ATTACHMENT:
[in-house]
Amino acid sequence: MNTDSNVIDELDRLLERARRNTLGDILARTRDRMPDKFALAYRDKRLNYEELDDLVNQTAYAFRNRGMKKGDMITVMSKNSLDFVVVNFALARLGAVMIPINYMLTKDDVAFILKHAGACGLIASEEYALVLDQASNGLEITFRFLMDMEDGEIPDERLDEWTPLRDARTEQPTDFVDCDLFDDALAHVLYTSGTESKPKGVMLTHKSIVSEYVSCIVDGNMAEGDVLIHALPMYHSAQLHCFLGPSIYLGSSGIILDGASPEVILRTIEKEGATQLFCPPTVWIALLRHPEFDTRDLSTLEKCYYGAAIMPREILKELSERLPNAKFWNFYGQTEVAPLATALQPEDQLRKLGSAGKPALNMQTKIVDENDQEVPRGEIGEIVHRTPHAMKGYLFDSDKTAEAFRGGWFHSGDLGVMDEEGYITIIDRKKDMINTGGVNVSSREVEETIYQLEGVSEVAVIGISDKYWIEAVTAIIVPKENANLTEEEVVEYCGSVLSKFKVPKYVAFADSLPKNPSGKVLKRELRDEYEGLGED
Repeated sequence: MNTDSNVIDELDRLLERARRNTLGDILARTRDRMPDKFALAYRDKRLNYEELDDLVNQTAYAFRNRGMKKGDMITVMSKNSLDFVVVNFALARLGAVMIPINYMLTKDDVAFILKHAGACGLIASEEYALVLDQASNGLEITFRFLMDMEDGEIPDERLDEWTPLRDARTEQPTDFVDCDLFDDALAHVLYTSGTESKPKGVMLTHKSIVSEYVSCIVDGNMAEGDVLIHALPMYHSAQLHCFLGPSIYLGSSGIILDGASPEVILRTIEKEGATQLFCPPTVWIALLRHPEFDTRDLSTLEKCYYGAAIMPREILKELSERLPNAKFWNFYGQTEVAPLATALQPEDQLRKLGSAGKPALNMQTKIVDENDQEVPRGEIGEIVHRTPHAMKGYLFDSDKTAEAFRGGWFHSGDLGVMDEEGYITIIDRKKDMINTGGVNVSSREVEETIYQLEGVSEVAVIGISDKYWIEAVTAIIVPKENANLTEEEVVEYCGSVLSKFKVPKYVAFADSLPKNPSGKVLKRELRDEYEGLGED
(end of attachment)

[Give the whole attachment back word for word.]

[in-house]
Amino acid sequence: MNTDSNVIDELDRLLERARRNTLGDILARTRDRMPDKFALAYRDKRLNYEELDDLVNQTAYAFRNRGMKKGDMITVMSKNSLDFVVVNFALARLGAVMIPINYMLTKDDVAFILKHAGACGLIASEEYALVLDQASNGLEITFRFLMDMEDGEIPDERLDEWTPLRDARTEQPTDFVDCDLFDDALAHVLYTSGTESKPKGVMLTHKSIVSEYVSCIVDGNMAEGDVLIHALPMYHSAQLHCFLGPSIYLGSSGIILDGASPEVILRTIEKEGATQLFCPPTVWIALLRHPEFDTRDLSTLEKCYYGAAIMPREILKELSERLPNAKFWNFYGQTEVAPLATALQPEDQLRKLGSAGKPALNMQTKIVDENDQEVPRGEIGEIVHRTPHAMKGYLFDSDKTAEAFRGGWFHSGDLGVMDEEGYITIIDRKKDMINTGGVNVSSREVEETIYQLEGVSEVAVIGISDKYWIEAVTAIIVPKENANLTEEEVVEYCGSVLSKFKVPKYVAFADSLPKNPSGKVLKRELRDEYEGLGED
Repeated sequence: MNTDSNVIDELDRLLERARRNTLGDILARTRDRMPDKFALAYRDKRLNYEELDDLVNQTAYAFRNRGMKKGDMITVMSKNSLDFVVVNFALARLGAVMIPINYMLTKDDVAFILKHAGACGLIASEEYALVLDQASNGLEITFRFLMDMEDGEIPDERLDEWTPLRDARTEQPTDFVDCDLFDDALAHVLYTSGTESKPKGVMLTHKSIVSEYVSCIVDGNMAEGDVLIHALPMYHSAQLHCFLGPSIYLGSSGIILDGASPEVILRTIEKEGATQLFCPPTVWIALLRHPEFDTRDLSTLEKCYYGAAIMPREILKELSERLPNAKFWNFYGQTEVAPLATALQPEDQLRKLGSAGKPALNMQTKIVDENDQEVPRGEIGEIVHRTPHAMKGYLFDSDKTAEAFRGGWFHSGDLGVMDEEGYITIIDRKKDMINTGGVNVSSREVEETIYQLEGVSEVAVIGISDKYWIEAVTAIIVPKENANLTEEEVVEYCGSVLSKFKVPKYVAFADSLPKNPSGKVLKRELRDEYEGLGED